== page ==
Dye transfer prints are simply without peer. They have a richness, depth, and fidelity unmatched by any other kind of photographic print. They can show extraordinary subtlety of tone and hue, combined with a brightness range of 500:1 from blackest black to whitest white. Nothing else comes close to the magnificence of a dye transfer print.
After 60 years, dye transfer printing has become a nearly-lost art.
When museums and collectors wanted the absolute finest in color printing, they called for dye transfer. But today, only a dozen or so people in the entire world still make dye transfer prints. To the best of my knowledge, I am the only artist left who makes dye transfer prints directly from color negatives. In several years, I fear I'll be the only dye transfer artist, period!
How did this state of affairs come about? First, dye transfer printing is very time-consuming and expensive. Making the first 16" x 20" dye print from a negative costs me over $100 in materials and several days' time. Dye transfer printing also demands extraordinary skill, understanding, and good artistic judgement.
Second, dye transfer printing requires special materials which were made only by the Eastman Kodak Company. In 1991 Kodak discontinued a special film called Pan Matrix Film which I need to make prints directly from color negatives. In 1994 Kodak abruptly and without warning ceased production of all dye transfer materials. Presently, the only supplier for materials is a new company started by Dr. Jay Patterson: The Dye Transfer Company, 3935 Westheimer Rd., Suite 306, Houston TX 77027. They are offering for sale modest quantities of matrix film (not pan matrix film), dyes and paper. I am hopeful that Jay will succeed, but I'm not counting on it; I think Kodak's actions were the straw that broke the market.
How is it that I am still making dye transfer prints? When Kodak stopped making Pan Matrix Film I faced with the possibility of never making another dye transfer print. As an artist, I couldn't stand the idea of spending the rest of my life thinking, "Gee that's a pretty nice print... it would have been so much lovelier as a dye transfer." I mortgaged myself to the hilt and packed a large amount of this unique film in a deep freeze. When Kodak ended all production, I stockpiled enough chemicals, dye and paper to allow me to print for fifteen years. I'm deeply in debt and will be for years to come, but I can continue creating my art.
That may make me the last dye transfer artist ever. Kodak's decision to kill this printing method constitutes an artistic loss of the highest order.
WHAT IS DYE TRANSFER PRINTING?
Dye transfer is very different from other modern color print processes. No other process gives you so many ways to control the look of the final print. That is what makes dye transfer so hard, and it is also what makes dye transfer print so magnificent. Dye transfer provides the photographic artist with the tools to express extraordinary subtleties and nuances. Color prints can be fine-tuned to convey exactly what the artist intended. In dye transfer printing, rarely is the printer limited by the process; dye transfer allows so much control that it is impossible to completely master all its possibilities.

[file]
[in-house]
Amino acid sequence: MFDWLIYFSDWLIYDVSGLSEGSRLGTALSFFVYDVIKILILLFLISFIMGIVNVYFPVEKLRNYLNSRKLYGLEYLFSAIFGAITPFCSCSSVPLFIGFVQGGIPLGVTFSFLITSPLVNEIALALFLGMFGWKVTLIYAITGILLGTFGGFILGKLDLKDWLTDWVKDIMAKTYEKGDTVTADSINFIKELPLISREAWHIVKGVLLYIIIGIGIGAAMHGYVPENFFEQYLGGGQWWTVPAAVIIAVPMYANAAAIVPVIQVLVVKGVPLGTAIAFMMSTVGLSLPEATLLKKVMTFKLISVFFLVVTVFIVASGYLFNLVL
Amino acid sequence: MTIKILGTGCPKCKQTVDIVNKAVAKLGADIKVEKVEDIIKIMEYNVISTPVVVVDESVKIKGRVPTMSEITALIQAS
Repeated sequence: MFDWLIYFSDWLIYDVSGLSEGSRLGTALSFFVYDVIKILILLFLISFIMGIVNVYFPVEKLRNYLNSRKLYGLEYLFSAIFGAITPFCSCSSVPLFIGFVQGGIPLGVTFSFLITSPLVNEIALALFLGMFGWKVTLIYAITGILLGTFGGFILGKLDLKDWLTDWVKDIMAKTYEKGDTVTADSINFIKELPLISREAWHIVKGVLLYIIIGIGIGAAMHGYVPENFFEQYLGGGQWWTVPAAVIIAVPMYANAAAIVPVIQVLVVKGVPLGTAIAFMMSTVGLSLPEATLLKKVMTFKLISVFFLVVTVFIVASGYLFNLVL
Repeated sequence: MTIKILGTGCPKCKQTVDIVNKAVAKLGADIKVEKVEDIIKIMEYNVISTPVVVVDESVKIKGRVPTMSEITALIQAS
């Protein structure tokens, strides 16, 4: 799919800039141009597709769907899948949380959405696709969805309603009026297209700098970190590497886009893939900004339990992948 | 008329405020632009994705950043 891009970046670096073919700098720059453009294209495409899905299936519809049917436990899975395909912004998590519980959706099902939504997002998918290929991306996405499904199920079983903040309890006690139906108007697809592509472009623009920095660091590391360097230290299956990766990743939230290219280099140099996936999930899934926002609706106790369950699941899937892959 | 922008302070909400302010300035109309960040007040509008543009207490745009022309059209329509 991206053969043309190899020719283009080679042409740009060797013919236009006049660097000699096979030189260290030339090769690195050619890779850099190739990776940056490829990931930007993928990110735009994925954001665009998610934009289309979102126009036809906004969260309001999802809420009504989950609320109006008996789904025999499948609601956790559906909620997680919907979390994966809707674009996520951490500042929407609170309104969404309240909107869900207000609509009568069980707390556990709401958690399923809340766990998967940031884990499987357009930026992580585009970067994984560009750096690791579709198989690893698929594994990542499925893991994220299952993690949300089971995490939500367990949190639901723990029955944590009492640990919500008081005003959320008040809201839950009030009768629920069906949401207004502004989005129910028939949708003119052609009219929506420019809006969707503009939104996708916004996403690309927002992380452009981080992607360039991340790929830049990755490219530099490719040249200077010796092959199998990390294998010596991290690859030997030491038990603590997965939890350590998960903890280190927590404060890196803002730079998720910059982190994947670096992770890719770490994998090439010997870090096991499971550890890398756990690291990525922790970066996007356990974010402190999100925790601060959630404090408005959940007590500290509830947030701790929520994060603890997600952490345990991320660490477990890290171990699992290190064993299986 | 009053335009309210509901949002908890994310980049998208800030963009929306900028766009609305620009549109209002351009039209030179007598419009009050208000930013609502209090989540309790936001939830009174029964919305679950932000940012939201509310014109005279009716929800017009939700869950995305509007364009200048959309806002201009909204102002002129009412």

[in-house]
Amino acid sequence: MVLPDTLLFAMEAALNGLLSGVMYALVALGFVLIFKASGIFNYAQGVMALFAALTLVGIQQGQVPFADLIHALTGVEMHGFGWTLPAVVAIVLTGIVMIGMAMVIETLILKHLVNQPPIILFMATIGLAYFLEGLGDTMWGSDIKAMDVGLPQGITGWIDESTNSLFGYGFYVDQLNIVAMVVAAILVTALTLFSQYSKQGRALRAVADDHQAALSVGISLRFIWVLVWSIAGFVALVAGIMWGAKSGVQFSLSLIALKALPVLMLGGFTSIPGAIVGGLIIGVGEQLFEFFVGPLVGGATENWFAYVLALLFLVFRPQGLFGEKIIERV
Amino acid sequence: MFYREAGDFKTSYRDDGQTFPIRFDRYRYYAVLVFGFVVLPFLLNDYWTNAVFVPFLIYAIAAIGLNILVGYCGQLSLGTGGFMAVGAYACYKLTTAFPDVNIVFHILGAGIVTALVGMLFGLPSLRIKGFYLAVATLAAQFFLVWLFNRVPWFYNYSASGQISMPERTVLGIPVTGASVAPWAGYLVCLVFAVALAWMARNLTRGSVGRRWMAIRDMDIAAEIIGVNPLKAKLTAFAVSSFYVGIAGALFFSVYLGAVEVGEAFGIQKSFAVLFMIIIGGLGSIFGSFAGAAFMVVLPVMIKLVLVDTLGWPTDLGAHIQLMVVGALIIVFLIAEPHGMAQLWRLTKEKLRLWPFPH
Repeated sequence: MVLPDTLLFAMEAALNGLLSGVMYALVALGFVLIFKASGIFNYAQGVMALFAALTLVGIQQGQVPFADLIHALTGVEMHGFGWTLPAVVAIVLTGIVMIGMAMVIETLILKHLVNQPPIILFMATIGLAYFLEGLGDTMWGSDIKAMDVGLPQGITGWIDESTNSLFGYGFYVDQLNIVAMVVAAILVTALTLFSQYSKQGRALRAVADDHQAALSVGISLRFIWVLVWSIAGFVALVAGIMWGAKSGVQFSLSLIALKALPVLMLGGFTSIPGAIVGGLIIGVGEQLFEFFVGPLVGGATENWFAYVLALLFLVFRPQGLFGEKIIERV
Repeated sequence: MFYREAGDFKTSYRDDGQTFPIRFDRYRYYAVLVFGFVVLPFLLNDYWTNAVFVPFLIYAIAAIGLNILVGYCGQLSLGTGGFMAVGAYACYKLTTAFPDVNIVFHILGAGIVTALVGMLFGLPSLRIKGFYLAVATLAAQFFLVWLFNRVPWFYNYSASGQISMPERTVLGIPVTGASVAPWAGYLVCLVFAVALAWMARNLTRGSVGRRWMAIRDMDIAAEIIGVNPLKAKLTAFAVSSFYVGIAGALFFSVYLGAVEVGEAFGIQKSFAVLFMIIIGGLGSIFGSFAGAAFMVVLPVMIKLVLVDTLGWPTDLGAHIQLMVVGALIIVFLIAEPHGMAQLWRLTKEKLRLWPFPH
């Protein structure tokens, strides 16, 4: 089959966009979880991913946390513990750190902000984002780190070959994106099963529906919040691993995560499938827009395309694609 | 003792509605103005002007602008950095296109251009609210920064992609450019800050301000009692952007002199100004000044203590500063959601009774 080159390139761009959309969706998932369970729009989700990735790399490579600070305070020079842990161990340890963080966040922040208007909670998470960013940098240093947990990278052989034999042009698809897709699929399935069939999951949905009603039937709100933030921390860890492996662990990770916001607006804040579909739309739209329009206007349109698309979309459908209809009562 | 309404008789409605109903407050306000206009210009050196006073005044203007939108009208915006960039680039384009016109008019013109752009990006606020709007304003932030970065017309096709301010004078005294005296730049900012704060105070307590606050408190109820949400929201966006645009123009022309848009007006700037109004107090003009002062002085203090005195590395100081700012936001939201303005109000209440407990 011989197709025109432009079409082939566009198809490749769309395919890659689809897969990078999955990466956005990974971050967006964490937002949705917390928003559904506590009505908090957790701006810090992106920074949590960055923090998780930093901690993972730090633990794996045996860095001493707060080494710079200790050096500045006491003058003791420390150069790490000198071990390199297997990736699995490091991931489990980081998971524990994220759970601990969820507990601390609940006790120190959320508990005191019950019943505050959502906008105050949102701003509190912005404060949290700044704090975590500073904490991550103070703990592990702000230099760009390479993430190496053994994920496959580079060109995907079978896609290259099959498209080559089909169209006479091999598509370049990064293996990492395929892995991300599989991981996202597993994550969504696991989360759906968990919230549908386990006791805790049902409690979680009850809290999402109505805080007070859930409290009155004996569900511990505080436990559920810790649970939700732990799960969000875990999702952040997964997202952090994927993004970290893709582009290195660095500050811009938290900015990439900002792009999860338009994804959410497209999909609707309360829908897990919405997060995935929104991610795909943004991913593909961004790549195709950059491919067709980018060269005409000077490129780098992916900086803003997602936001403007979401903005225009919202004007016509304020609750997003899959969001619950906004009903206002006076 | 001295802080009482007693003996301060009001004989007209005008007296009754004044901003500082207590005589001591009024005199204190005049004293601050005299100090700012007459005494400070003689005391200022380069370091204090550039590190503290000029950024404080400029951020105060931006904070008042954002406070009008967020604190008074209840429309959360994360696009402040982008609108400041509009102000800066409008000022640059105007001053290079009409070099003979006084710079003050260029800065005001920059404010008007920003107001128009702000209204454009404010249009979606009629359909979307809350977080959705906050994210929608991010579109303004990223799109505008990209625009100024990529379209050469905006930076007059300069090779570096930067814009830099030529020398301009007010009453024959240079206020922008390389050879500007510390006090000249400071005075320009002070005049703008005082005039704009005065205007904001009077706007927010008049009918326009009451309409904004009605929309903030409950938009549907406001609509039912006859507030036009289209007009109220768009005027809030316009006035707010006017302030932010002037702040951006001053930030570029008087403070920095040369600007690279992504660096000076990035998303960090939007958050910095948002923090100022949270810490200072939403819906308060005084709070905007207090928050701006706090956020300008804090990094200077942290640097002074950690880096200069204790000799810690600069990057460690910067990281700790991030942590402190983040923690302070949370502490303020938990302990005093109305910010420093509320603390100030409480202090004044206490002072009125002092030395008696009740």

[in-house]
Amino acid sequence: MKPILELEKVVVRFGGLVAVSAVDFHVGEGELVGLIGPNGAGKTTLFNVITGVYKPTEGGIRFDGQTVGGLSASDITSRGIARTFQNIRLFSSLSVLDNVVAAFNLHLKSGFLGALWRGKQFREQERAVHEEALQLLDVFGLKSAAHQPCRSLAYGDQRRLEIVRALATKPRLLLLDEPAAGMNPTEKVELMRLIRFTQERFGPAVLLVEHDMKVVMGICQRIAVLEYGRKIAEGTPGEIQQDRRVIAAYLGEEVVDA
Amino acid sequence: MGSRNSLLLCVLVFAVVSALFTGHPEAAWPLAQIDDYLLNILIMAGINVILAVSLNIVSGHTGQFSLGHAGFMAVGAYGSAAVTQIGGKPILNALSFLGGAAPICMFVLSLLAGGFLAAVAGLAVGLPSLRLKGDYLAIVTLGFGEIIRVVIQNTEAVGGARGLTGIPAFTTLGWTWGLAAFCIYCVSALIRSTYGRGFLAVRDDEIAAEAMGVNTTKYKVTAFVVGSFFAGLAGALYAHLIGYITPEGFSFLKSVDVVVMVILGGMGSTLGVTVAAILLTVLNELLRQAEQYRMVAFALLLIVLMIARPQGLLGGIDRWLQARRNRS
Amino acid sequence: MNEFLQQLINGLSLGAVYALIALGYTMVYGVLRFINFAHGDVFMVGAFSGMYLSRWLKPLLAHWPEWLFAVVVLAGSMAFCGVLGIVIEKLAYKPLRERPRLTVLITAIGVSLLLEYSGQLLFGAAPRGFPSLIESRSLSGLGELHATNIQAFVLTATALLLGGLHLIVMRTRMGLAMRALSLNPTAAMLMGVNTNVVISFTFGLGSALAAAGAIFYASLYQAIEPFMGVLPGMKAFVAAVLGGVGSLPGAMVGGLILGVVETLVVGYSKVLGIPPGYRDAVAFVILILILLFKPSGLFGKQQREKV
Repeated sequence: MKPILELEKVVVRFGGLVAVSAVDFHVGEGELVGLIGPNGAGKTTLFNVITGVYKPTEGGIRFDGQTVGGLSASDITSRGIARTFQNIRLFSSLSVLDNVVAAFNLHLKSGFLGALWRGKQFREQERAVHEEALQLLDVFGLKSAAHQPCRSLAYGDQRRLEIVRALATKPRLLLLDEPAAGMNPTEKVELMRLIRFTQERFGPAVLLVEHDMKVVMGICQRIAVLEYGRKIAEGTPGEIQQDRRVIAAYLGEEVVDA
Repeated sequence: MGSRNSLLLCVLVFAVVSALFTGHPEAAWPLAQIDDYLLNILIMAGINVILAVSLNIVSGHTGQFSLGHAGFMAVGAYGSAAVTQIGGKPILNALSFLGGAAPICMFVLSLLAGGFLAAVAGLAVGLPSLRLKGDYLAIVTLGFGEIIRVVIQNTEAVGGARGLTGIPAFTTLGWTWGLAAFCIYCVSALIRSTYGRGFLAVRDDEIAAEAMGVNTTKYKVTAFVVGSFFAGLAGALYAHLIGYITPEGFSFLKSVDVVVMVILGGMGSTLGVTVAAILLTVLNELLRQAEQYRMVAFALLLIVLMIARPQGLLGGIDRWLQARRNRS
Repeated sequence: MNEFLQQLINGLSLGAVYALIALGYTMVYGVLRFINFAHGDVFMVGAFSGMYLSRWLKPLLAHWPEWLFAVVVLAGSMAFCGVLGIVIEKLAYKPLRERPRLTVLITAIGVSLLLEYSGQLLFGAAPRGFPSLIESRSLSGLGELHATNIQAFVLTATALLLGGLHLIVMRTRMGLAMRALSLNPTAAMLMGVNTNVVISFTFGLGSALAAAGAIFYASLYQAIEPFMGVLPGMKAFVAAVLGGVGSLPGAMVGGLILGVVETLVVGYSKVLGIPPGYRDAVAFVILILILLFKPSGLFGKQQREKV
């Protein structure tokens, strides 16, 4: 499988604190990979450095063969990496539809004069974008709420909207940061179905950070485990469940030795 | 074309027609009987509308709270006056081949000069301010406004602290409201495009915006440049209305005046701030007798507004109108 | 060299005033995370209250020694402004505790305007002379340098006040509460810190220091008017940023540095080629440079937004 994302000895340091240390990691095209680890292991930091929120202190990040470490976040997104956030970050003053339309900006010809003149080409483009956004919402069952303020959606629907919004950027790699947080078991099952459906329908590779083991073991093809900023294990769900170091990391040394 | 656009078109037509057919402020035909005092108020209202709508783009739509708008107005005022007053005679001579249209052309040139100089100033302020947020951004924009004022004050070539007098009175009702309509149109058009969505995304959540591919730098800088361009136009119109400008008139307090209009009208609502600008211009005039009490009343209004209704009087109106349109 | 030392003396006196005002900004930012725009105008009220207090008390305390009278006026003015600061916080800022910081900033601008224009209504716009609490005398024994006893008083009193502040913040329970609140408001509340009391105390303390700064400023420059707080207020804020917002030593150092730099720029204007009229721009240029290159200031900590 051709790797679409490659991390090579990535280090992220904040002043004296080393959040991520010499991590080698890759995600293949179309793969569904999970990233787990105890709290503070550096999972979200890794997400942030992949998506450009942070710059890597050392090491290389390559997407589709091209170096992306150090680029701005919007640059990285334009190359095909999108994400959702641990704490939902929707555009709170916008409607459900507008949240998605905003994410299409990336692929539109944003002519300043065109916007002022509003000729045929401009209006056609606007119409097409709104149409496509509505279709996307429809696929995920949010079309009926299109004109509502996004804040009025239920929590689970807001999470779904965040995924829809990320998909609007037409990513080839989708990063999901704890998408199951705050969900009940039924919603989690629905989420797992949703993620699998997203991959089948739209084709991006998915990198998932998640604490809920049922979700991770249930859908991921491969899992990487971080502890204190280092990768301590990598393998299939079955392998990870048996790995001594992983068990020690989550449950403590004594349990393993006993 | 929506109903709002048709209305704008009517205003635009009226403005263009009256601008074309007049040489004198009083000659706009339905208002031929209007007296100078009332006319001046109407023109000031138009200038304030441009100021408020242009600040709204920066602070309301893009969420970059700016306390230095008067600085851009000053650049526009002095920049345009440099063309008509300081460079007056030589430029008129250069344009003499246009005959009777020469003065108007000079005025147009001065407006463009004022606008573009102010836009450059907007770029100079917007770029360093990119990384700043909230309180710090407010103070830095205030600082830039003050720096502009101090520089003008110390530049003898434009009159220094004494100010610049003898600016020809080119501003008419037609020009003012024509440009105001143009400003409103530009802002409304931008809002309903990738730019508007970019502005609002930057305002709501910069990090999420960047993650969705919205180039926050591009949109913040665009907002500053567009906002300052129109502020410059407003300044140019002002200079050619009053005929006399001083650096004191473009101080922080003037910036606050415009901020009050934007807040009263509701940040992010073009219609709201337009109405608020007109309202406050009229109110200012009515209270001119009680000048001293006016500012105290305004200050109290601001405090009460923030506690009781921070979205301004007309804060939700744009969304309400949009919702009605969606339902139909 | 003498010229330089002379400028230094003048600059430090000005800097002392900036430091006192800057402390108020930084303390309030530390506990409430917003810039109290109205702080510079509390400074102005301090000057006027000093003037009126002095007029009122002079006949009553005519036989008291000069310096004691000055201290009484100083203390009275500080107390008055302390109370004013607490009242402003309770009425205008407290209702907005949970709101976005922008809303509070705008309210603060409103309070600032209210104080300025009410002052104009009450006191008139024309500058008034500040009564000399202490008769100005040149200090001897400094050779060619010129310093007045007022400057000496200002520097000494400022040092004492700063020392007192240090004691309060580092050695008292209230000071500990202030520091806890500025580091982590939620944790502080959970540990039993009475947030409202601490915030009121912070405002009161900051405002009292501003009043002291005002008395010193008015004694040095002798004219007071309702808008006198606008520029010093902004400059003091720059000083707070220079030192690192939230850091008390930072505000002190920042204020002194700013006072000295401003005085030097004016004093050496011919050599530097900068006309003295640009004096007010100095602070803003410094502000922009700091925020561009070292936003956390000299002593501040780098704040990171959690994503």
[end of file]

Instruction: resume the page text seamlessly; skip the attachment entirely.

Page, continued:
Dye transfer dyes are much closer to 'ideal' than other photographic dyes. The colors are purer. For example, the yellow dye in a dye transfer print is very clean, while ordinary color prints have an orangish yellow which muddies greens and masks subtle variations in reds and oranges. A dye transfer print has better and more accurate color than any other color print. A dye print can have a brightness range in excess of 400:1; no other print, black-and-white or color, matches that.
The dyes in a dye transfer print are very stable. Conventional color prints now have a light stability as good as dye transfer, but they also deteriorate in the dark. Unless you keep the majority of your work on lighted display at all times, dark fading or staining will prove more damaging than light fading. A dye transfer print has a dark-life expectancy, at room temperature and humidity, of over 300 years-- much better than even Cibachrome. Dye transfers are printed on a double-weight fibre-base paper stock which is known to be stable and archival.
HOW DYE TRANSFER PRINTS ARE MADE
Dye transfer printing resembles the mechanical printing process that magazines use to make color pictures. A color printing press uses four separate printing plates, one each for the three primaries (magenta, yellow, cyan) and one for black. Each plate is engraved with a halftone image for one of the colors, which is coated with a thin layer of oil-based ink. The four plates then transfer their ink to the surface of a sheet of blank white paper to make the color pictures. The final picture is not 'created' chemically in the paper; it is assembled on its surface from four separate screened color images.